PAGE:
Dr. Nathan Williams

Dr. Nathan Williams

Dr. Nathan Williams, assistant professor of mathematical sciences

Previously: visiting assistant professor of mathematics, University of California, Santa Barbara

Research interests: algebraic combinatorics arising within reflection groups, geometric group theory and representation theory

Quote: “Some objects in mathematics — such as Lie groups or Lie algebras — show up again and again in different fields. I study the structural and combinatorial properties of those objects. An unexpected practical application of my work is an algorithm for scheduling prioritized daily tasks, similar to the Gale-Shapley stable marriage algorithm used to match new medical school graduates to residency programs. One of the things I love most about mathematics is the ability of a short proof to teach you something new and wonderful — just a few lines can completely change your understanding of the world. I'm delighted to have the opportunity to join the faculty at UT Dallas — it’s very attractive to be in a place that’s young and growing.”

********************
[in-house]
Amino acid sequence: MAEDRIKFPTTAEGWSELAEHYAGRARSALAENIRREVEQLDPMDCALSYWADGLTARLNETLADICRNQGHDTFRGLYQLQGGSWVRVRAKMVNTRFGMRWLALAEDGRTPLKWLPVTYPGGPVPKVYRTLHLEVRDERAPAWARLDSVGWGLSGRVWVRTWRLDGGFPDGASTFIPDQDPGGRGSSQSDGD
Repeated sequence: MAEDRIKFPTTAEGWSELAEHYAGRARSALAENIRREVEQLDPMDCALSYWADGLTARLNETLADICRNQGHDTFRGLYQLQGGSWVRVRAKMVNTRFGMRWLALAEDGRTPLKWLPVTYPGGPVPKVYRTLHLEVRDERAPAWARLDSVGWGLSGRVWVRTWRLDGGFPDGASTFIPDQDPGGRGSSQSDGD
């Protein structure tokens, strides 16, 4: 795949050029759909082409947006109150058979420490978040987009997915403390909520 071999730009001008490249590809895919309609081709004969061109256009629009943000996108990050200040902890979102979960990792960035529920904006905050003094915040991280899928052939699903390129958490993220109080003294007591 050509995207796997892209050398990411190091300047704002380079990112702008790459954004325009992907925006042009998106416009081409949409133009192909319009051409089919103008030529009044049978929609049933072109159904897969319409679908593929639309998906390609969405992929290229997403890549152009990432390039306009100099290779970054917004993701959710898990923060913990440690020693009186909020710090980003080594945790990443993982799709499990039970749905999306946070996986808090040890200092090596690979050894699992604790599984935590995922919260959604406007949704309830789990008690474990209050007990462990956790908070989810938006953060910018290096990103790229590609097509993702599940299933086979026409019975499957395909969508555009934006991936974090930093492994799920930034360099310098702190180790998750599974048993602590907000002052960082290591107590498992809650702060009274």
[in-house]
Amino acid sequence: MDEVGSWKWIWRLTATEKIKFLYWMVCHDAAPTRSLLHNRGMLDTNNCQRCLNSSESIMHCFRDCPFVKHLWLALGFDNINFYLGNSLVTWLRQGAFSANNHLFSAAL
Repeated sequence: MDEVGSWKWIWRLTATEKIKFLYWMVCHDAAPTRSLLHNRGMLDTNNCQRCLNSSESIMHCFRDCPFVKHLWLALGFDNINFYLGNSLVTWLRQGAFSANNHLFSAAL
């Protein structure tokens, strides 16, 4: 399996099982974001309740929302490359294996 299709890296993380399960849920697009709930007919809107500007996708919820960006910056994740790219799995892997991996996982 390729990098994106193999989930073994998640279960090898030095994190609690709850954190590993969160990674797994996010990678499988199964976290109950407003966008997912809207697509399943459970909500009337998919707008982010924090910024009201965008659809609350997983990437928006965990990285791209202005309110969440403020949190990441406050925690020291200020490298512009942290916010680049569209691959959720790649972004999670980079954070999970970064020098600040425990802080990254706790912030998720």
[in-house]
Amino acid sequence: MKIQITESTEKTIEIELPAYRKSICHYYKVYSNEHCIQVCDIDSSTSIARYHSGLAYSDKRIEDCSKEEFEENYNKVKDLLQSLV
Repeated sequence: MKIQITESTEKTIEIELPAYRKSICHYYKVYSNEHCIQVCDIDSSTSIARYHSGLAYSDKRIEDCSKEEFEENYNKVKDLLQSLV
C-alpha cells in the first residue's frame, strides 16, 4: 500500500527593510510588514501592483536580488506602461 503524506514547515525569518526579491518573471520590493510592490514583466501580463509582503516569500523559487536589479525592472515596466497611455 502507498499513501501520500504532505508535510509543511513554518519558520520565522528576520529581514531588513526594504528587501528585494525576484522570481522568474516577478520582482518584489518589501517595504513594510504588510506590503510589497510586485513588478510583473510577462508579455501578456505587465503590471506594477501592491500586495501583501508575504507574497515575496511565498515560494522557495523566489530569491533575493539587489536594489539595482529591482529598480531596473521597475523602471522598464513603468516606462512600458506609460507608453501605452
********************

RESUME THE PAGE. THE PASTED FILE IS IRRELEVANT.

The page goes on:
New Faculty Series

News Center is publishing profiles of tenured and tenure-track professors who have recently joined the University. The following school profiles have been published:

Media Contact: Amanda Siegfried, UT Dallas, (972) 883-4335, [email protected]
or the Office of Media Relations, UT Dallas, (972) 883-2155, [email protected]